After the withdrawal of the US forces, the Shia central government of Iraq has been accused of centralizing power and marginalizing the minorities, leading to severe discontent among the Sunnis and the Kurds. The Shia-Sunni conflict raised its ugly head again, particularly when a warrant was issued against the fugitive Vice President, Tarig-Hashimi, on charges of terrorism. Following Hashimi’s escape to Turkey, security conditions worsened and the political crisis deepened. The verdict on him, delivered in his absence, resulted in a further escalation of violence across central Iraq.
The protest of the Iraqi Sunnis began on December 21 2012 in Fallujah, following the arrest of 10 guards of the Finance Minister, Rafi Al-Issawi, and quickly spread throughout the Arab Sunni regions with a demand for the resignation of the Prime Minister, Nori Al-Maliki. Demonstrations were aimed against the marginalization of the Sunnis, who had been in power since WW-I, and the anti-terrorist law which, they claimed, targeted their community, not only causing unemployment among them but also leading to an unfair treatment of prisoners from the community. Even though the government increased the wages of Al-Sahwa and released around 3,000 prisoners, the protests not only continued but escalated. The Iraqi Sunnis saw the actions of the Shia-dominated government as politically motivated and influenced by Iran.
The crisis intensified when the Iraqi security forces raided an anti-government protest camp in Hawija, resulting in the tragic death of more than 20 protesters. After this, the Arab Sunnis virtually rose in revolt and rejected the authority of the central government, which had to withdraw some of its forces from some of the Sunni areas because of threats by some Sunni clerics and prominent Sunni political individuals and to calm the tensions. Sunni and Shia mosques were targeted; the Iraqi troops as well as the Al-Sahwa militants in the Arab Sunni provinces of Anbar and Mosul were frequently attacked, and either killed or kidnapped. The rise of anti-government sentiment left the field open for Al-Qaeda in Iraq and the Neqishbani army to recruit new members. The retaliatory attacks between the Shia and the Sunni insurgents has reached a higher level than at any time in the last five years.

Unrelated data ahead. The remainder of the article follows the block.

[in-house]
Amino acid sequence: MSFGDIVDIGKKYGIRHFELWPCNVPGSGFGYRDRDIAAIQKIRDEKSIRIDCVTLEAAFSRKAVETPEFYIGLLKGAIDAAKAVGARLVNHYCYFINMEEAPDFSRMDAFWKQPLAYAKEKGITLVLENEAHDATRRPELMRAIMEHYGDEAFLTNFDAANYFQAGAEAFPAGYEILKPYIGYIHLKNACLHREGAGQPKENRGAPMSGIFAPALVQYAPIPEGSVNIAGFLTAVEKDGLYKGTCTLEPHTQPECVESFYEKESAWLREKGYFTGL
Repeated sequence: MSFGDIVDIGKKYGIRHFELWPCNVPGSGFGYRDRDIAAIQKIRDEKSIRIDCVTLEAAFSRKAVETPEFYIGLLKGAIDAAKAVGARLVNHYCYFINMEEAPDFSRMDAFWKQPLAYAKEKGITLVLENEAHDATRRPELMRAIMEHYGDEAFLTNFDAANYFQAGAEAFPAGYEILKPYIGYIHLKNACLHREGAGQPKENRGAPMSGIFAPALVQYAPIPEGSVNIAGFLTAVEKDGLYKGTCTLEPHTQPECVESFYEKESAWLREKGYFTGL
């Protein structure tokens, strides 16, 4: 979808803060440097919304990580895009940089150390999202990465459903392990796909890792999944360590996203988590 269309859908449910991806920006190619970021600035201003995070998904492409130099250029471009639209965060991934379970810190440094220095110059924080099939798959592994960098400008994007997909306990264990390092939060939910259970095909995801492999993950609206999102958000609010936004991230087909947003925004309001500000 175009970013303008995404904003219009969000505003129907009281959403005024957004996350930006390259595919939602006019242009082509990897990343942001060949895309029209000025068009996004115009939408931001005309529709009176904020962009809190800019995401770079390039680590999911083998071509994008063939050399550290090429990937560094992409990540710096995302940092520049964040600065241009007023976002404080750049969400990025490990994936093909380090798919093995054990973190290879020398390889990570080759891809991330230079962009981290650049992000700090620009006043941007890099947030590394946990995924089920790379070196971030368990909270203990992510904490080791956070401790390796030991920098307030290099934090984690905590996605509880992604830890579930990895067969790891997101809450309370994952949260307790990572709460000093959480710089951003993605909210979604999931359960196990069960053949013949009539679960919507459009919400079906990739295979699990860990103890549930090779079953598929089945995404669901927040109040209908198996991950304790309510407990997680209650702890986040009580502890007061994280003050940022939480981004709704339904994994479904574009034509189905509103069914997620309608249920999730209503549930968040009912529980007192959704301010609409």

The restive province of Anbar has witnessed repeated clashes between the Iraqi forces and the tribesmen. Ali Hatem Al-Suleimen, one of the Al-Sahwa leaders, has even announced the formation of the ‘Army of Pride and Dignity’ to protect the Sunnis here from central government. Some prominent Sunni factions have called for a federal region for the Arab Sunnis. However, not all the Sunnis agree to that.
The Syrian crisis has exacerbated fragmentation in the body politic of Iraq. In Syria, the Arab Sunnis and the Shias are fighting each other in a fierce battle. Nevertheless, the central government has announced that it is not supporting any side in this war. Meanwhile, the AQI and the Jabhat Al-Nusra merged with the declared aim of establishing an Islamic State of Iraq and Al-Sham or the Whole Levant. However, this development that hardly caused a stir because AQI has had a crucial role in promoting Jabhat Al-Nusra since its beginnings, and has provided strategic and ideological guidance to it.
On the other side, the Iraqi Shia fighters from Katab Hezbollah and Ashab Al-Hag, and the individuals who joined Abu Fadle Al-Abbas (a Shia volunteer brigade fighting on the side of the Syrian regime) have been fighting in Syria against the rebels to protect the Shia Shrine of Sayyida Zeinab in Damascus. These developments in Syria, with the involvement of Iraqis, have intensified and widened the divisions among Iraqis themselves.
Consequently, the escalation in political crisis has led to renewed bloodshed. More than 700 people were killed in these incidents of violence in April and more than 1,000 in May 2013. May 2013 has, in fact, been one of the bloodiest months in Iraq since 2008, prompting the UN to urge the Iraqi leaders to take immediate action to stop bloodshed.
Stability in Kurdistan Federal Region and tension with the Central Government